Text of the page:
Fadi Homosh, Muhi El-Dine Hilali, Luis Iñiguez, Barbara Rischkowsky, Samir Slik:
The Effect of Subclinical Mastitis in Awassi Sheep on Milk Quantity and Quality in Northern Syria


1International Center for Agricultural Research in the Dry Areas (ICARDA), Syria
2Damascus University, Food Sciences, Syria

Dairy sheep production systems contribute substantially to the livelihood of small-scale and resource"=poor producers in the Middle East and Syria. Milk production and processing into yoghurt and cheese contribute as much as 48% of the income of farmers in northern Syria and the demand for these products is expanding. One of the most common and widespread diseases registered in the dairy sheep flocks in Syria is subclinical mastitis. The effect of mastitis on milk yield and milk and cheese quality was tested in nine sheep flocks during the milking season (from 11 April to 7 July) 2006 in El-Bab region, northern Syria. With the assistance of the farmers, the ten best producing Awassi milking ewes were selected in each flock, all ninety animals were tagged, and milk production and physico"=chemical properties of the milk were monitored individually. California Mastitis Test (CMT) was used to detect subclinical mastitis. The milk was also analysed on a microbiological level with the purpose to detect which organisms could be considered as main causes of mastitis. Furthermore, the study included an in depth"=analysis of the effect of management factors on incidence and intensity of subclinical mastitis.

A clear linear drop in milk quantity was observed in association with increased values of CMT (p = 0.01). This finding highlights the significant economic loss caused by the infection. Similarly, the quality of cheese (texture) decreased with the increased values of subclinical mastitis (p = 0.01). Microbiological analyses demonstrate that the presence of Staphylococcus aureus was clearly associated to high scores of CMT and strongly related to decreased milk yields. Moreover, inappropriate managerial practices like the feeding condition and cleaning of milking area correlated positively with microbic values, specifically Staphylococcus (61%) and molds (58%), confirming the relation between the adoption of bad managerial practices and the presence of the major bacteria causing subclinical mastitis. Finally, incidence and degree of CMT was positively correlated with age of ewes, pH, electric conductivity and fat, protein and total solids contents of the milk. It was negatively correlated with milk yield, titratable acidity and milk density.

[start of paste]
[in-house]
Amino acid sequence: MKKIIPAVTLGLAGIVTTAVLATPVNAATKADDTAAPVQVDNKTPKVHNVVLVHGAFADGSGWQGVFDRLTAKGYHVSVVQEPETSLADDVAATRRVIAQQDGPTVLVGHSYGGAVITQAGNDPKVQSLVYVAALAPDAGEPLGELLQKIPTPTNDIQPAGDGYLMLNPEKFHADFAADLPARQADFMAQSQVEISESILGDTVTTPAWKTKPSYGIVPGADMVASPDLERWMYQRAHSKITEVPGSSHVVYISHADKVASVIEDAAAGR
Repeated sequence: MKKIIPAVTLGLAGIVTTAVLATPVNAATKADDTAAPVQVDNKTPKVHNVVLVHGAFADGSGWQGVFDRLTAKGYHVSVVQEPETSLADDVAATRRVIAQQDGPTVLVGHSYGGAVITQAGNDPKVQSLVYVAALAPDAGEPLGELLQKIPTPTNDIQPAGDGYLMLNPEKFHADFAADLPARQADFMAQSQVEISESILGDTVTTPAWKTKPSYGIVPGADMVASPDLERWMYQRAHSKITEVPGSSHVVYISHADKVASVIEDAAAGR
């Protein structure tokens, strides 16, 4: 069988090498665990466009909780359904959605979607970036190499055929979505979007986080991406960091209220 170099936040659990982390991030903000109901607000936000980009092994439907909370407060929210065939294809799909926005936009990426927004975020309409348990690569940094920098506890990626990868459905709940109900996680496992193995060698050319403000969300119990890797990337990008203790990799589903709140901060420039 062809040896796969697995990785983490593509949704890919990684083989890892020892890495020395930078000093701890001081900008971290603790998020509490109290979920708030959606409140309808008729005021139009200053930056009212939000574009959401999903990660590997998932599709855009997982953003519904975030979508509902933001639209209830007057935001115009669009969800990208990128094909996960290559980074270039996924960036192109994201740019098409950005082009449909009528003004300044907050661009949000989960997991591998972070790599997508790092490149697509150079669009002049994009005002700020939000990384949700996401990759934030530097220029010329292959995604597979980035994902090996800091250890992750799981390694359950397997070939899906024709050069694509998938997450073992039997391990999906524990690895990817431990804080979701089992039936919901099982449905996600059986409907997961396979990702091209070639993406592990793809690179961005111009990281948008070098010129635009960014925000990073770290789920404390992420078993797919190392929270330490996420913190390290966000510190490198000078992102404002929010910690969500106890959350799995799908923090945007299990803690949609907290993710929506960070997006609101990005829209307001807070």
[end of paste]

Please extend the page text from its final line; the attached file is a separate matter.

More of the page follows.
Keywords: Awassi sheep, milk production, milk quality, subclinical mastitis


Contact Address: Fadi Homosh, International Center for Agricultural Research in the Dry Areas (ICARDA), Diversification and Sustainable Intensification of Production SystemsAl-Saken Al-Watani Street  - Meredian Quarter, Aleppo, Syria, e-mail: Fadi homosh@yahoo.com
Andreas Deininger, October 2010